Our bodies have built-in cycles of hormonal and immune-system functions occur. A regular sleep routine allows them to synchronise to release at times when they benefit one another. When a person doesn’t have a regular sleep-wake cycle, or if a person regularly has their sleep cut short (especially when they first fall asleep) their nervous and immune systems are negatively affected. Poor sleep interrupts the time that the body makes ‘fighter’ cells, the cells that repair tissues, and it can actually cause provoke chronic low-grade inflammation.
Irregular and disturbed sleep is linked to weight gain issues.
If you aren’t sleeping well you are at risk of gaining weight and resistance to being able to regulate your weight.
- Those who don’t get enough good quality sleep tend to eventually weigh significantly more than those who get adequate sleep.
- The effect of sleep on weight gain is believed to be because hormones are released according to certain cycles and stimulation, in order to regulate our metabolism.
- If you aren’t getting enough good sleep, you won’t feel you have the energy to exercise. This causes a vicious cycle because getting regular exercise helps you to sleep better, think better, and permits good heart, blood flow, lymph flow, good lung health, strong muscles and bones, and nutrition and waste removal for joints.
Good sleep can improve concentration and productivity.
Your ability to think clearly, solve problems, recognise patterns, and be productive mentally (and physically via reflexes) is impacted by the quality of sleep you’ve had.
- Various aspects of brain function are affected by our sleep patterns.
- People who take the opportunity to nap may be interested to know that, although some naps are beneficial, others longer naps can actually impair clear-thinking, and make a person more gullible, to the same degree as being drunk on alcohol.
- Naps can also cause problems getting into a helpful sleep-wake cycle.
Oversleeping may be a clue to an underlying health issue.
The amount of sleep needed by healthy adults varies between 7 to 9 hours per day. If a person regularly requires longer than 8 or 9 hours of sleep to feel rested, it is strongly considered worth checking if there is an underlying problem. Some of the possibilities immediately considered that could reduce the quality of sleep, and make someone tired even after 8-9 hours asleep are:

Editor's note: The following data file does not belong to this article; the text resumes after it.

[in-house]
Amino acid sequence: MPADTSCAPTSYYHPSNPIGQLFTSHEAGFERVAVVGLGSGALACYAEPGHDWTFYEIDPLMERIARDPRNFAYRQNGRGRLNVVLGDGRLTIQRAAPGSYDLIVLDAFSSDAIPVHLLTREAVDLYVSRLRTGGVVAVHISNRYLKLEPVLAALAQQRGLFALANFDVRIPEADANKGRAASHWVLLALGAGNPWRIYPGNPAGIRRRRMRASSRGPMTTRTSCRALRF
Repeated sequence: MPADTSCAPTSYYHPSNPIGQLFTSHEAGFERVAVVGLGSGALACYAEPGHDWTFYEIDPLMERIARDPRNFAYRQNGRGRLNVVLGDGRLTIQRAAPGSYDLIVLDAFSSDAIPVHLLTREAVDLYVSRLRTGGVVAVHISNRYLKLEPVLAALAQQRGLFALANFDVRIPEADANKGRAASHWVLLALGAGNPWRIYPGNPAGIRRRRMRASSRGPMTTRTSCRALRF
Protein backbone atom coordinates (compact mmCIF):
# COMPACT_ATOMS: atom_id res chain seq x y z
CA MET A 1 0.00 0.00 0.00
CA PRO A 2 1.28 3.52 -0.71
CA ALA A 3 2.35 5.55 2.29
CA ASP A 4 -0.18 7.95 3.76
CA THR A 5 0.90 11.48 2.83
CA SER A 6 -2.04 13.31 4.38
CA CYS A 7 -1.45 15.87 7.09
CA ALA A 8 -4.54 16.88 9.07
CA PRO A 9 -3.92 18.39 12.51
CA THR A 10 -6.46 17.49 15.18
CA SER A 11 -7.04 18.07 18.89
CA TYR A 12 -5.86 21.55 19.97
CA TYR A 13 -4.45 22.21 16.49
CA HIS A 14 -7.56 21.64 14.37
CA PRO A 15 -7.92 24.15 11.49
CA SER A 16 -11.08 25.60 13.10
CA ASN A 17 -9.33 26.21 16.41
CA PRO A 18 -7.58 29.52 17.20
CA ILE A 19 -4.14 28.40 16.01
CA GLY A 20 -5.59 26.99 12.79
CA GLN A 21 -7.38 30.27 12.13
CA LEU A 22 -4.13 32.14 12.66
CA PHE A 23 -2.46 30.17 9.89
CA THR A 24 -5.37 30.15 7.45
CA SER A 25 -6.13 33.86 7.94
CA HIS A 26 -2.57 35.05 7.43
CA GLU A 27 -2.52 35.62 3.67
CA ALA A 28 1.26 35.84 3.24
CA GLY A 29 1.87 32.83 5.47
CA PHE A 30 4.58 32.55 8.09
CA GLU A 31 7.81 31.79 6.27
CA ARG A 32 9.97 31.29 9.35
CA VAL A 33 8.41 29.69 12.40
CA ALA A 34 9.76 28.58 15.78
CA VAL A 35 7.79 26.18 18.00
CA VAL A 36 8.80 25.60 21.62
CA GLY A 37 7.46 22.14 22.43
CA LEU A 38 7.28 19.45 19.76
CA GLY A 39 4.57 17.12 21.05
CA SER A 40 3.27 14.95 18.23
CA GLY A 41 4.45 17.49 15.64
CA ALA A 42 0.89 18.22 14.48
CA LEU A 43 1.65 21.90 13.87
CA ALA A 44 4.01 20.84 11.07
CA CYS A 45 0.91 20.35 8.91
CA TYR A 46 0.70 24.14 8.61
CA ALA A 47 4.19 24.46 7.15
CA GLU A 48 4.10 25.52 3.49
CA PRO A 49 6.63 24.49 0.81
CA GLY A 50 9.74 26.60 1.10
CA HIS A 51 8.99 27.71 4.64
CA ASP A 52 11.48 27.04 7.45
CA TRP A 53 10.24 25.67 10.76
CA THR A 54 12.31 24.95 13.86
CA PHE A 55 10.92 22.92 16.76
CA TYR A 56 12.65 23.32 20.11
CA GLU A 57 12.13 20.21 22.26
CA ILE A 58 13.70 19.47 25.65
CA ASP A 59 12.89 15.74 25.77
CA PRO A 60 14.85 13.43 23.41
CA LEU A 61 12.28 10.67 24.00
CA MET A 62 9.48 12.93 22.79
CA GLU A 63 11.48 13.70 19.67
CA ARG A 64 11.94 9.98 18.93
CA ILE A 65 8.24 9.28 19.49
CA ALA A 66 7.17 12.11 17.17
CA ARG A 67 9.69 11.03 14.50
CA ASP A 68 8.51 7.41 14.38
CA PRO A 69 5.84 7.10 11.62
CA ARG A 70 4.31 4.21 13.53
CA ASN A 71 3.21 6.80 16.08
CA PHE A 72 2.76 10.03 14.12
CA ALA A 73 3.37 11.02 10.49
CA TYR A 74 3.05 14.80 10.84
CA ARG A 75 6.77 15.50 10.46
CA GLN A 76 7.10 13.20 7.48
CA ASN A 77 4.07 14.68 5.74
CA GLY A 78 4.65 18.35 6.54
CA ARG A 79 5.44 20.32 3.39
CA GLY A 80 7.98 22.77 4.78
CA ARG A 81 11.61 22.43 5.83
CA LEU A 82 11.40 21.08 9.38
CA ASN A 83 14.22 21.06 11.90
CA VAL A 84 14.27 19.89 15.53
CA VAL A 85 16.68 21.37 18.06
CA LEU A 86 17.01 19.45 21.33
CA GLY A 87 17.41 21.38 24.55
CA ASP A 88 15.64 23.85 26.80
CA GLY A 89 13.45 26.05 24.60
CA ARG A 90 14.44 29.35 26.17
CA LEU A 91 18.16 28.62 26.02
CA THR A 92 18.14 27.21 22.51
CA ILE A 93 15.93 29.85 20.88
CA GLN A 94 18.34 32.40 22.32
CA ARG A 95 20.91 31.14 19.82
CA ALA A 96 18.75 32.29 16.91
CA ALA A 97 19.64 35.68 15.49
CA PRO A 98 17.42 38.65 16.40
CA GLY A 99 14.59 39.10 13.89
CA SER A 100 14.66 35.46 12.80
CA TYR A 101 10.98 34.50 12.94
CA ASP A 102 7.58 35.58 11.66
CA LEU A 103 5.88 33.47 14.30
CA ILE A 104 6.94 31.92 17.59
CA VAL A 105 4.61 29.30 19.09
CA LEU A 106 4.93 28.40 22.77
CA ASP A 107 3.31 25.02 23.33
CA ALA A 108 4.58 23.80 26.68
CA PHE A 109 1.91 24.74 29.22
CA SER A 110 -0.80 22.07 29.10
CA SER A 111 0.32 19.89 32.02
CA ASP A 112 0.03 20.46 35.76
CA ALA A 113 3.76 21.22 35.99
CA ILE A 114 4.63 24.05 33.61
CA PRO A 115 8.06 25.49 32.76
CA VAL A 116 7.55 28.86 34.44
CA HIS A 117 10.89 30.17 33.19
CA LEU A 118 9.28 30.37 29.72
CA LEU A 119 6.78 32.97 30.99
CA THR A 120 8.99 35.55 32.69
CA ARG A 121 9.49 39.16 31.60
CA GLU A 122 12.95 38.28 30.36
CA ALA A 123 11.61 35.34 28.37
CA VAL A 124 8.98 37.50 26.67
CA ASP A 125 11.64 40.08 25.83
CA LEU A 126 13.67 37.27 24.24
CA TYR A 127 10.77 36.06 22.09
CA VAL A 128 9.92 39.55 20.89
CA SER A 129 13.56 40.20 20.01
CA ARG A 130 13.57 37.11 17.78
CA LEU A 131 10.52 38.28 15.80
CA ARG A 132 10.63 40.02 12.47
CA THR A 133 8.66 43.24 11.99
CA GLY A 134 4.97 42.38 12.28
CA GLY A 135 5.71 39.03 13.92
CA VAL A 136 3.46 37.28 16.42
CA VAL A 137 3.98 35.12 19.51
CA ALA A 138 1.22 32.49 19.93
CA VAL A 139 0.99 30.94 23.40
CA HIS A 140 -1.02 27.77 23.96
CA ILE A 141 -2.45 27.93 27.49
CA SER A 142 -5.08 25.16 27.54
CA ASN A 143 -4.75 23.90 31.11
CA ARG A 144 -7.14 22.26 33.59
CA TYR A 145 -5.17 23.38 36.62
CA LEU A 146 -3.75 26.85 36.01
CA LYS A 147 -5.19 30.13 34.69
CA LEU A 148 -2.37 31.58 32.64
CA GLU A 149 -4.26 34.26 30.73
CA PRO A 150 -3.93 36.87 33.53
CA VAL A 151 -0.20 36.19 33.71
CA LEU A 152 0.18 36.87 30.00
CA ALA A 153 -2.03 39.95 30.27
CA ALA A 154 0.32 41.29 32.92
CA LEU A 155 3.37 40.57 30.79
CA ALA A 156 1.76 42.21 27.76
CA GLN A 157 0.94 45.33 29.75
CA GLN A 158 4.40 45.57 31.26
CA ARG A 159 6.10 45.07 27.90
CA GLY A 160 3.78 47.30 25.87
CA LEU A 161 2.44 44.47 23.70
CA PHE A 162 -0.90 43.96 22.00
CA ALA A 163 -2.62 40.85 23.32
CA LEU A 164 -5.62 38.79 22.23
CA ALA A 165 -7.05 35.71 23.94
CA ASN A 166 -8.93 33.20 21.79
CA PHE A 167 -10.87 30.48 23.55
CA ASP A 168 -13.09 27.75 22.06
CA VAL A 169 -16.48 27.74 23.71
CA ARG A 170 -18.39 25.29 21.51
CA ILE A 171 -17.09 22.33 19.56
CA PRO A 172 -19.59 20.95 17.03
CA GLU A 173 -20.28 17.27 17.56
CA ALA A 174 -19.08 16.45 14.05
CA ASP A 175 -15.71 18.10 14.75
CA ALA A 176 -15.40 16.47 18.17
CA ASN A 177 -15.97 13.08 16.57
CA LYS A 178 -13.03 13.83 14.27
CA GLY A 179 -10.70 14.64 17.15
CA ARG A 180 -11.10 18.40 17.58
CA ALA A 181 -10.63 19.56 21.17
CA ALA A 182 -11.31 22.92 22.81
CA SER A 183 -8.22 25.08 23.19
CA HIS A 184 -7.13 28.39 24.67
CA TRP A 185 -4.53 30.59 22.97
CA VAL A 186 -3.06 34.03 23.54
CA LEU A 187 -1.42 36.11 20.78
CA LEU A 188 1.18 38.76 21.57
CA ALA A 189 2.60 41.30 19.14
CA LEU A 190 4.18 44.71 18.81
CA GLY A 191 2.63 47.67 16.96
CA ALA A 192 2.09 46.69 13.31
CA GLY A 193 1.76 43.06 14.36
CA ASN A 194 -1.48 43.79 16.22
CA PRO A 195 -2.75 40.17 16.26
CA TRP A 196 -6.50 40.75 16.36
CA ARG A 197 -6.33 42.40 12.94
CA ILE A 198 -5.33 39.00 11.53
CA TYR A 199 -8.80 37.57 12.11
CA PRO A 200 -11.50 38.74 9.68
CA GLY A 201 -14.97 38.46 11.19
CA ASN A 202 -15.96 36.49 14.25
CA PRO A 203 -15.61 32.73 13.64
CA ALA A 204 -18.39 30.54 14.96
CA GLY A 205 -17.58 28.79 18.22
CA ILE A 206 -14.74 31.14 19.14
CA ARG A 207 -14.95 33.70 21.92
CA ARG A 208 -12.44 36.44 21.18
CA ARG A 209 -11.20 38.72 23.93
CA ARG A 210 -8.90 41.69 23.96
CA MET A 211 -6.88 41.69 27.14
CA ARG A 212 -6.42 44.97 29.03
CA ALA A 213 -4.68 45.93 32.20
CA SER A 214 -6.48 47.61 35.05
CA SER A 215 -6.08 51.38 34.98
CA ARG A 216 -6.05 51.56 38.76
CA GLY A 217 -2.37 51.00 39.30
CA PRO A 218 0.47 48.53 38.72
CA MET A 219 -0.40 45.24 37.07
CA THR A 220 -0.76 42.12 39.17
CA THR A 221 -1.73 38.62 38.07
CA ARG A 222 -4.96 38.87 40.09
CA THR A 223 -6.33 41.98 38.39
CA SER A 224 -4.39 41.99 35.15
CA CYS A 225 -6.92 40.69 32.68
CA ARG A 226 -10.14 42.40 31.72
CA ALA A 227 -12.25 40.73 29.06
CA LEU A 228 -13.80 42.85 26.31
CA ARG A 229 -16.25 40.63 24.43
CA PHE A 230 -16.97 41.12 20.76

- chronic pain
- certain medications
- alcohol use
- caffeine use
- dietary practices
- teeth-grinding during sleep (bruxism)
- sleep apnoea
Sleep and the mind-body connection.
Our mental health is strongly linked to how well we sleep, and how long we sleep. They are reciprocally interrelated.
- your mental state can affect your sleep cycle (eg insomnia, broken sleep, too long or too short duration sleep)
- conversely, sleep disorders can lead to mental health issues
- some people resist sleeping due to old thought habits that they feel can’t be broken and then get anxious because when they ‘try’ to sleep, so they entrench the problem
How your osteopath can help you have a better sleep.
- identify the factors detracting from your ability to get to sleep, or stay asleep
- introducing practices that encourage your body’s natural drive to sleep – including being able to some physical exercise, and suggestions regarding your sleeping conditions
- provide treatment for painful conditions, including, but not limited to, neck, shoulder, hip, and back pain
- treatment and strategies regarding physical and mental restlessness
- recognise when you need referral to, or co-management with, other health professionals due to issues such as teeth-grinding, mental-health support, dietary practice and medical conditions
- provide practical advice to reduce causes of discomfort – eg ergonomic factors such as pillow advice, mattress advice, and other sleep position aids.